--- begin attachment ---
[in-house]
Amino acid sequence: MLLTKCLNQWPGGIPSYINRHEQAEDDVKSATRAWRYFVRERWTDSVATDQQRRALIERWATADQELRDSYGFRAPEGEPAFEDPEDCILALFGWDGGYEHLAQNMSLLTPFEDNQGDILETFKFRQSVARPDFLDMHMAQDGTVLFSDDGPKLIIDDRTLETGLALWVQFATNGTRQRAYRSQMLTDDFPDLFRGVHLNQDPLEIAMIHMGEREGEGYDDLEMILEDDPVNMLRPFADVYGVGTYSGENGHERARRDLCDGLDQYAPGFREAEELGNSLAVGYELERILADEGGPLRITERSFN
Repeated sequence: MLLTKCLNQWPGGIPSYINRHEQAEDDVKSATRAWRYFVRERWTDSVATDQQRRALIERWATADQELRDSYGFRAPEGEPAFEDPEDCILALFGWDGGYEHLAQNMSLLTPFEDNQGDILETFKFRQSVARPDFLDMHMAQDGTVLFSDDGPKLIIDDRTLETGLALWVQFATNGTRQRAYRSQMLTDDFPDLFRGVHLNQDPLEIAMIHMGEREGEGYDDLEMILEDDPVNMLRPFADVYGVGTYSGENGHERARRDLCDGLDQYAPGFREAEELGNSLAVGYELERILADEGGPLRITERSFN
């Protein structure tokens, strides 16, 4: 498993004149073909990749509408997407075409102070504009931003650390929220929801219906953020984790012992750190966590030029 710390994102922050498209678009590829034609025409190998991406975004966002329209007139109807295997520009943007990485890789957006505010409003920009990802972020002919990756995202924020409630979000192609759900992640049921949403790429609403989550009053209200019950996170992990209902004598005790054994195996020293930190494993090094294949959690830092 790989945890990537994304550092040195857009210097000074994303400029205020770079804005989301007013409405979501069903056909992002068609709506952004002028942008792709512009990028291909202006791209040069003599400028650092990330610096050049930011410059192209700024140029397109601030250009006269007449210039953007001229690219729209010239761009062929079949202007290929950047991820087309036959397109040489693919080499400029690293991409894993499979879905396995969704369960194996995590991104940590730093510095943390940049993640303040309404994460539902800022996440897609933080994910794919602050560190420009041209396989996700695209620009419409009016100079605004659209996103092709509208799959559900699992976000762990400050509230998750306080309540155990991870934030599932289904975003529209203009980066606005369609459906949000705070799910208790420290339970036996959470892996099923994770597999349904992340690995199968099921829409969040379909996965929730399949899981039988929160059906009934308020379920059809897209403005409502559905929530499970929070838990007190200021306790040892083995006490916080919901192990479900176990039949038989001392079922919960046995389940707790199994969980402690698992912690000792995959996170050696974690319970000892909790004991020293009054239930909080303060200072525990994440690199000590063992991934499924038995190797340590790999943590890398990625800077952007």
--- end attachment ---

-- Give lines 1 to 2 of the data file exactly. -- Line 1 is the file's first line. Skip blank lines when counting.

[in-house]
Amino acid sequence: MLLTKCLNQWPGGIPSYINRHEQAEDDVKSATRAWRYFVRERWTDSVATDQQRRALIERWATADQELRDSYGFRAPEGEPAFEDPEDCILALFGWDGGYEHLAQNMSLLTPFEDNQGDILETFKFRQSVARPDFLDMHMAQDGTVLFSDDGPKLIIDDRTLETGLALWVQFATNGTRQRAYRSQMLTDDFPDLFRGVHLNQDPLEIAMIHMGEREGEGYDDLEMILEDDPVNMLRPFADVYGVGTYSGENGHERARRDLCDGLDQYAPGFREAEELGNSLAVGYELERILADEGGPLRITERSFN